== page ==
Discussion in 'General Plumbing Help' started by SGkent, Jun 4, 2019.
brain fart.i was referring to an expansion tank
typical reasons for howling are typically loose washers,or ceramic discs
So you were referring to an expansion "tank" when you said loop? And what did you mean when you mentioned the 6' long pipes are an expansion..."?
That was quite a brain fart you had there!
re you familiar with expansion loops?
It is an engineered offset in a piping system to give the piping a place to expand and contract due to pressure and temperature changes
My house is 19 years old. 2 years ago I had a new water heater and was told it was new code to have the expansion tank so they installed it. I never had howling before the tank and filling it with air stopped the howling. Never had any discharges from anywhere in my house. And I do not know what my existing PRV incorporates.
Now you're changing it back to an expansion loop again?
Are you serious or just playing games?
Or on drugs?
It doesn't justify an answer but yes, I have designed expansion loops for expansion and contraction of piping systems but not for the purpose of compensating for an over pressurized water system.
I'm sorry that you take offense to corrective comments. I'm not trying to be a smart ass like some people here. I really am interested in the correct answers to questions, can take corrected criticism and don't mind being proven wrong. That's how I learn.
Sounds like you were pretty fortunate.
I wish I knew what "exactly" was causing the howling. But I guess we never will.
Here is the original post on it.
Oh yeah, I remember that.
I would suggest keeping the tank. Particularly now that you know how to recharge it.
Yes, expansion tanks have become much more common in recent years. Primarily due to the increase use of backflow preventers and pressure reducing valves.
You don't have to remove the tank, as you may have learned by now. You have a shut off valve on the cold water line that you can shut and drain enough water out of the tank to relieve any water pressure on it. That of course means opening a hot water line to allow it to drain back, unless you have an isolation valve on the Hot water line
The reason I asked as to whether your PRV included small thermal expansion by-pass is because I see that many of them do these days. I'll attach a screen copy of part of the manufacturers data sheet which talks about it. Apparently the built in thermal by-pass is capable of handling a small amount of expansion but may not be adequate to keep up with the rate of expansion. Hence the reason for the second underlined note.
this system worked fine with no changes for about 20+ years other than a little mild hammer when the sprinklers went on or off. I guess no hammer is better but this was quite mild compared to the long foghorn. As I said - and you would have to hear it to believe me but it turns out there are two near identical howls - one is a 4 -5 second mild moan that is timed exactly when random sprinkler valves close. Just happens once in awhile but it is timed exactly to a sprinkler turning off. The other is a random always at night 10 - 20 second foghorn that sometimes has a second one about 10 seconds behind it and about 1/2 the length. Sunday night we were both standing just inside the rear slider when the long one went off. We ran out to the far corner of the house knowing we could not make it before it stopped but we waited and sure enough there was a second one about 10 seconds later. The Air conditioning compressor started vibrating and making the sound. I ran inside and flipped the temp down to see if it would start - thinking maybe a cap was going out but it fired right up. The howl / foghorn winds down at the end like it runs out of pressure. My guess is that the TEV is failing sometimes, preventing the system from releasing pressure and eventually the check valve in the compressor acts like a horn reed. Just a guess. My AC guy hasn't called back - its been 103F to 105F for the first time this year so they will be swamped with higher priority calls. Since I put the water hammer arrestor in temp where Frodo doesn't like it , the sprinklers are really quiet - so is the kitchen faucet hammer. I increased water pressure from 50 to 57 and set the ET to the same. I was going to try to start digging down to the sprinkler pipes this morning but it was 80 F and tropical muggy at 5:45 am and that makes for a miserable morning because it usually hits over 100 F by 10 am when that happens.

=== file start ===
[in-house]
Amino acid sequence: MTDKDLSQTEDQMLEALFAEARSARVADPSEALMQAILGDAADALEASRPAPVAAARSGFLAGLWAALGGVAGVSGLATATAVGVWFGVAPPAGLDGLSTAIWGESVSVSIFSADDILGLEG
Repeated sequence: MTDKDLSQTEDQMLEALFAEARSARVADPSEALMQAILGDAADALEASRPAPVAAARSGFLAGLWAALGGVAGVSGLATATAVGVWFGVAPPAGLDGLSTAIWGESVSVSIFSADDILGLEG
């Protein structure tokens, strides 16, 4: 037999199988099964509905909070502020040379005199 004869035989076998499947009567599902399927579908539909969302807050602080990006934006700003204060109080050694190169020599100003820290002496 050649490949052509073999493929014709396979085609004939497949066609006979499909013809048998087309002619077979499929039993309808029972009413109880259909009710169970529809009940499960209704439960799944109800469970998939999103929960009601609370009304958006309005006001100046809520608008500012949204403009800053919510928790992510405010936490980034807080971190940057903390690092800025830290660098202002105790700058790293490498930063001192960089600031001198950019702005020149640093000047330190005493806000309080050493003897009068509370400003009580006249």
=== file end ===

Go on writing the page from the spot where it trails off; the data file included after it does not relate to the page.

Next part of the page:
Frodo - I did not want you to lose sleep over my sub-par installed water hammer arrestor in the rear sprinkler line. It was cooler today - only 100 F, so I dug up 8' of sprinkler line to be able to get to the bottom line, which is the supply line, tee in a fitting and install the water hammer arrestor closer to the rear sprinkler valves. To keep soil away from direct contact with it, I installed a slotted pvc pipe over it so it extends below and above the the arrestor. It is then capped to keep dirt out.
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